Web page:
As Premier League gates reopen, a soothing soundtrack returns
By Rory Smith
The stillness spoke volumes. There were 12 minutes left to play, but the game was over. Manchester United’s players were swarming around Marcus Rashford, scorer of his team’s third goal, the one that had settled matters. West Ham’s were staring blankly at the turf, unsure of quite how things had slipped away from them.
In the Billy Bonds stand, though, nobody moved. In ordinary circumstances, more than a handful would have picked themselves up with a shake of the head and a flash of anger, and made their way to the exits. A bitterly cold evening, a long trudge away from the stadium ahead, most reasonable hope extinguished. Why put yourself through any more?
But of course, this was not an ordinary circumstance. It has been 271 days since fans were allowed to watch a Premier League game in the flesh. The 2,000 West Ham supporters inside the London Stadium were the first to attend a game since March 9: another season, another world. These were the lucky few. Their reward was to sit and endure seeing their team beaten, 3-1.
There is a fairly brutal metaphor there, a reminder that sports is not a game of guarantees. There is no guarantee you will leave satisfied. There is no guarantee that your support will have any effect. As this game proved for at least half an hour — before West Ham sparked to life and scored the opening goal and before Manchester United, belatedly, decided to join in — there is no guarantee that this form of entertainment will even be entertaining.
Perhaps, though, there is one exception. Soccer’s last nine months have been marked, indelibly, by absence: first, for two months, of the sport as a whole, and then, for far longer, of the sport as it ought to be, not just a game but a spectacle, a conduit for contact and community and family and all those other things that have been lost, have been sacrificed, in far more significant ways over the course of this year.
Soccer has found a way through, to its credit, playing games in empty stadiums with vast banners draped over vacant seats and artificial soundtracks piped onto television feeds. It has made it work, as it had to do. But every goal that has been scored has brought a sense of regret, too, a sense that something was missing, a sense that nothing was the same.
To witness the return of fans, though, was to realize how much deeper the absence ran. Fans are, in a sincere but intangible way, the meaning of soccer, the meaning of sports. It is fans who define and determine what all of this means. In a more immediate sense, though, they provide the texture of the occasion, that bring all of this to life in vivid Technicolor.
The roar after a goal, of course, is the clearest example, but the soundscape is far richer, far more diverse than that, and often not necessarily especially logical. The loudest cheer here on Saturday was not, for example, the one that greeted Tomas Soucek’s goal that put West Ham ahead. It was for a tackle by Declan Rice on Rashford.
Then there are all the sounds that are so much part of the tableau that they are easily forgotten — the ripple of applause after a well-executed cross-field pass; the mocking jeer that accompanies a wayward touch; the raucous applause for a throw-in — and the noises that no algorithm or soundboard could hope to capture: the flow and ebb of excitement as a player dallies on the ball and an attack breaks down; the switch from cheer to groan as the referee halts a counterattack because of a supposed injury. It is only when you hear them all again that you realize how much has been missing.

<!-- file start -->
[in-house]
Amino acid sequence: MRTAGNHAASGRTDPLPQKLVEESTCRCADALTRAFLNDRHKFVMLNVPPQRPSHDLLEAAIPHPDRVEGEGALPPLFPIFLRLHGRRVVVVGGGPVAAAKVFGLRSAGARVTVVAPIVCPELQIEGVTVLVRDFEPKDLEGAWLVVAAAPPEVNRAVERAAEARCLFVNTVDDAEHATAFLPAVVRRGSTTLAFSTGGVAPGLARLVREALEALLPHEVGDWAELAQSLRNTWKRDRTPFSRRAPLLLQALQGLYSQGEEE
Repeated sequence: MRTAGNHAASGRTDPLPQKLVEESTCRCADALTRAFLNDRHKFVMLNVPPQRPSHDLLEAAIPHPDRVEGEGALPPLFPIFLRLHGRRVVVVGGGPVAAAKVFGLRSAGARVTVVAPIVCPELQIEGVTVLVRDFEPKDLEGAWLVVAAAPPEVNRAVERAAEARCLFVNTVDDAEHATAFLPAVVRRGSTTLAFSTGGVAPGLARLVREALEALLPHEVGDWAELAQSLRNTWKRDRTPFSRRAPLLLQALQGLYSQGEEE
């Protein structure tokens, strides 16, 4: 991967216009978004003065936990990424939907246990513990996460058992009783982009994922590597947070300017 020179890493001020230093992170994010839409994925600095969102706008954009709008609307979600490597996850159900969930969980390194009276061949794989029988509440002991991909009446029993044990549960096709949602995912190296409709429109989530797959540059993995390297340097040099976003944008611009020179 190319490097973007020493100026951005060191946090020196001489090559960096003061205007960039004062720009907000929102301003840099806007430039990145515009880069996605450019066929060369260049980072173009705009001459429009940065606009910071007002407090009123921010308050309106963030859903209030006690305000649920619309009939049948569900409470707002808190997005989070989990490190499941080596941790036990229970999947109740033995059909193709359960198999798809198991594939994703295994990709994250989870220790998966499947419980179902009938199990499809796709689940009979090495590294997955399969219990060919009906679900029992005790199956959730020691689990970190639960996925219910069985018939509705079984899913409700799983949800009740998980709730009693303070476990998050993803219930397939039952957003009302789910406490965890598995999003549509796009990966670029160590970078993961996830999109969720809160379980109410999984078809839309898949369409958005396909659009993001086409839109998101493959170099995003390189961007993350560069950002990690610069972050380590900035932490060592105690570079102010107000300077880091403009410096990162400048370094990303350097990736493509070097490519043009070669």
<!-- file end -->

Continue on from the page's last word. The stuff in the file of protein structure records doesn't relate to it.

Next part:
This is not the end of the journey, of course. Two thousand fans in a stadium that can hold 30 times that number can still be easily lost; the noise they generate is less a thunderclap and more a rain squall.
The Premier League has been lobbying the British government for months, insisting it has protocols in place that can safeguard far more fans than this. (It might, if it wishes to strengthen its case, point out that the vast mall that sits adjacent to the London Stadium was packed with Christmas shoppers Saturday evening, making the most of the capital’s exit from the country’s most onerous lockdown restrictions this past week.)
Those who had been allocated tickets to United’s visit in West Ham’s random lottery were greeted outside the stadium by staff members handing out free face masks — adorned with an antiracism message — and welcoming them back to the club. There were temperature checks on the way in, one-way systems in place to move around the arena, all those things that might once have been so alien but are now ruefully familiar.
The hope, of course, is that these early games will provide proof that the numbers of fans allowed inside can grow, gradually and carefully, although seeing places like this full again remains a distant prospect.
Only four of the weekend’s nine Premier League fixtures were to be played in front of any fans at all; the fact that the 10th game, Newcastle’s trip to Aston Villa, was postponed after an outbreak of coronavirus among Newcastle’s players and staff members offers a warning that the road ahead is not a straight one.
That at least one game on this weekend — at Millwall, not too far from this part of east London — was marred by fans’ booing the sight of players taking the knee, part of soccer’s ongoing response to the Black Lives Matter movement, is a troubling reminder that every silver lining risks attracting a cloud.
But this is, without question, a start. After 271 days, fans are finally back in Premier League stadiums. The game feels just a little more real, a little more like its old self again. It has missed them and they, in turn, have missed it. Nobody moved when Rashford scored Manchester United’s third. That is the lot of the fan: There are no guarantees that you will like what you see. But sometimes, just seeing it is enough.